Gas station on left is still there. Got remodeled 15- 20 years ago. Click HERE for contemporary view.




(1960s)* - Sunset Boulevard and Pacific Coast Highway.  


Historical Notes

The Standard Oil Station pictured was owned by Clint Eastwood's father.




Then and Now

(1940 vs. 2022)* – Looking NE on Sunset Boulevard from PCH showing how the area has evolved over the last 80 years. Current image taken from driveway of Gladstones.  





Marion Davies Mansion

(ca. 1930)** - View of Santa Monica homes along Pacific Coast Highway, looking south. The highway is in the foreground at center and follows the contours of the coast as it disappears into the distance at center. The right side of the road is lined with an assortment of large beach houses including Marion Davies' mansion (center-right) which is still under construction. On the left side of the highway, a railroad runs parallel to the road and the steep cliffs of Palisades Park rise above the tracks. There are trees along the top and bottom of the cliffs, but the faces are bare rock. There is a small wharf at center that sticks out above the low tide, and a long pier is visible in the background at right.  


Historical Notes

William Randolph Hearst might have been the first media mogul of the 20th Century. In his day, Hearst owned 28 major newspapers and 18 magazines, as well as radio stations and movie companies. Santa Monica’s Gold Coast was so desirable that in the 1920s, Hearst, one of the richest and most powerful men in America, bought 4.91 acres of beachfront property so that he could build a mansion for his mistress, actress Marion Davies. #^*^




(ca. 1930)^x^ – Postcard view looking south from Palisades Park showing the Marion Davies Residence at center-right.  Note the streetcar running down the tracks at lower-right.  





(ca. 1931)^.^ - Closer view of Marion Davies’ home in Santa Monica, now with the addition of tennis courts. Construction material is seen at lower-right for future guest house. Cars are parked on the dirt median between the tracks and the two-lane Roosevelt Highway. Photo C.C. Pierce  


Historical Notes

The railroad tracks will be removed in 1934 when Roosevelt Highway is widened to 4 lanes.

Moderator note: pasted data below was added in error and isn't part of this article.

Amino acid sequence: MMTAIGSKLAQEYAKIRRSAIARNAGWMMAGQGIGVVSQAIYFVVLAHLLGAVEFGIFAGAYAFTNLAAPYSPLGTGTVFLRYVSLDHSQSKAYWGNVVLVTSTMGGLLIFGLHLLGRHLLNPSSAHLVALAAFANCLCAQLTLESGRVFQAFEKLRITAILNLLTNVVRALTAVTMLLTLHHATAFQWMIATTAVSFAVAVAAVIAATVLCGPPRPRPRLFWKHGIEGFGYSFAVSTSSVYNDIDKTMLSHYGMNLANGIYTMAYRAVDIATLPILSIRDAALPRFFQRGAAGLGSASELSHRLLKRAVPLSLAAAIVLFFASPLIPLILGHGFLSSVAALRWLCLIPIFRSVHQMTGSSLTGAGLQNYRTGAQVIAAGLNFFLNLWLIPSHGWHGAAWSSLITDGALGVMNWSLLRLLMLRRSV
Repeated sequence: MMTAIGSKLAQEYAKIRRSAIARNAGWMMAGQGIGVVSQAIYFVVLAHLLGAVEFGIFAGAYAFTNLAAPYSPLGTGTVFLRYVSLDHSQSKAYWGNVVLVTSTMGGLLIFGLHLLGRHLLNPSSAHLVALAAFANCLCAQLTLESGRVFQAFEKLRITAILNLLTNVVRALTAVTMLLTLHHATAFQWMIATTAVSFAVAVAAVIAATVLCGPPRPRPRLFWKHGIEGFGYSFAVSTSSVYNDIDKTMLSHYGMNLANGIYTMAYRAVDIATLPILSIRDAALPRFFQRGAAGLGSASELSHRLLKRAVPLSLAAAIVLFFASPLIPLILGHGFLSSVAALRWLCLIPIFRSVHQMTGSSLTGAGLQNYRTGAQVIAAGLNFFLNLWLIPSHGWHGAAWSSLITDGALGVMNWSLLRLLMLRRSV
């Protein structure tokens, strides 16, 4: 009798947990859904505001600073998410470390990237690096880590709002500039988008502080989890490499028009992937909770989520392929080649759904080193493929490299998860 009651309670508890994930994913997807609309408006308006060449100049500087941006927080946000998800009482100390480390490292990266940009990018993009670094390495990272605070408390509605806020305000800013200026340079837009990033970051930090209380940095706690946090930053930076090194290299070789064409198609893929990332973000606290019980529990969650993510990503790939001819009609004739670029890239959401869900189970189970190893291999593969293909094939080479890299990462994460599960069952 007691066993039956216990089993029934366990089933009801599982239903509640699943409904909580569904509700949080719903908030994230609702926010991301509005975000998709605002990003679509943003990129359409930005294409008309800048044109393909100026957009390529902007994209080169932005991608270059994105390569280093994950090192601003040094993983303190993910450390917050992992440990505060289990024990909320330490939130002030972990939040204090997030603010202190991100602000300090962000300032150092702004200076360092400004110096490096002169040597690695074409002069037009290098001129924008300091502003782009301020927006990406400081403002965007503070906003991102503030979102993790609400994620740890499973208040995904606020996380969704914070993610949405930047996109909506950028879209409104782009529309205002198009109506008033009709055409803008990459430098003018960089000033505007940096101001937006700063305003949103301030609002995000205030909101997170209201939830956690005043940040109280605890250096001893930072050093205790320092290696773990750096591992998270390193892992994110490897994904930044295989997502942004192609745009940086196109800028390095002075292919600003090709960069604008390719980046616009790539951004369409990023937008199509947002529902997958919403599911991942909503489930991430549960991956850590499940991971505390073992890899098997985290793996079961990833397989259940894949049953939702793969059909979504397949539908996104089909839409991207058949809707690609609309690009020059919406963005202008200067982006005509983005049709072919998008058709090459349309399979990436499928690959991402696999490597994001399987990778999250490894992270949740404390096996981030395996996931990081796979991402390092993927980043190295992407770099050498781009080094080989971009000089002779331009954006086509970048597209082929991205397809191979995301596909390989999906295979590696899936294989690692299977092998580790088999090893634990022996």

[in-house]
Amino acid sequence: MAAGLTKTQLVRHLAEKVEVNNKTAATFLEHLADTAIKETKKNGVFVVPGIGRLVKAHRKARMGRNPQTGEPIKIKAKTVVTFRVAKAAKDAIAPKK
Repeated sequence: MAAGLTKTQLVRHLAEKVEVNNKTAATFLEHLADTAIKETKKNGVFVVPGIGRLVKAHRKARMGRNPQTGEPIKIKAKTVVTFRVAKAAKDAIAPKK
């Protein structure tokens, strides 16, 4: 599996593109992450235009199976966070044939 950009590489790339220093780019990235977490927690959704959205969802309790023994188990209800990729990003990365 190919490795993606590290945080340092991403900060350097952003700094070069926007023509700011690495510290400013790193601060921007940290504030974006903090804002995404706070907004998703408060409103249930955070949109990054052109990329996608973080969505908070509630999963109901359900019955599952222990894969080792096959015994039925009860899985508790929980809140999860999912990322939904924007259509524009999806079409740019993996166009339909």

(ca. 1932)#^^ - View from the bluffs of Palisades Park, with railroad tracks and the Palisades Beach Road (part of the Roosevelt Highway, later Pacific Coast Highway), below, and the Santa Monica Pier and Ocean Park Pier visible in the distance. The mansion beach house of actress Marion Davies is seen at center with new guest house still under construction at lower center-right.  





(ca. 1932)* - View of Marion Davies’ 110-room mansion on Santa Monica beach designed by architect Julia Morgan and built circa 1926. The guest house closest to the camera still exists. Roosevelt Highway would be widened in 1934.  


Historical Notes

William Randolph Hearst commissioned William Edward Flannery to construct a grand beach house for his longtime companion, actress Marion Davies. In 1926, architect Julia Morgan (the architect of Hearst Castle) was hired to complete the design and oversee construction of the estate, which featured an ornate swimming pool, several houses, gardens and an opulent 110-room mansion. The beach house served as Davies’ primary residence from 1929 to 1942.*^*^




(ca. 1933)^x^ – Close-up front view showing the Marion Davies mansion.  Two cars are parked across the highway next to the tracks.  Roosevelt Highway would be widened in 1934.  





(1934)**^ – Postcard view showing the “Beach Homes of the Motion Picture Stars” with Marion Davies’ house at lower right.   


Historical Notes

Photo was taken shorty after railroad tracks were removed and Roosevelt Highway widened (1934).




(late 1930s)#^^* - Closer view of Marion Davies' beach house (mansion) on the Pacific Coast Highway, Santa Monica  


Historical Notes

Julia Morgan created a three-story, 34-bedroom Georgian mansion on the Pacific Coast Highway in Santa Monica. Called "Ocean House" or "The Beach House," it was the grandest property in the neighborhood. Rumor has it the cost was $7 million dollars. #^*^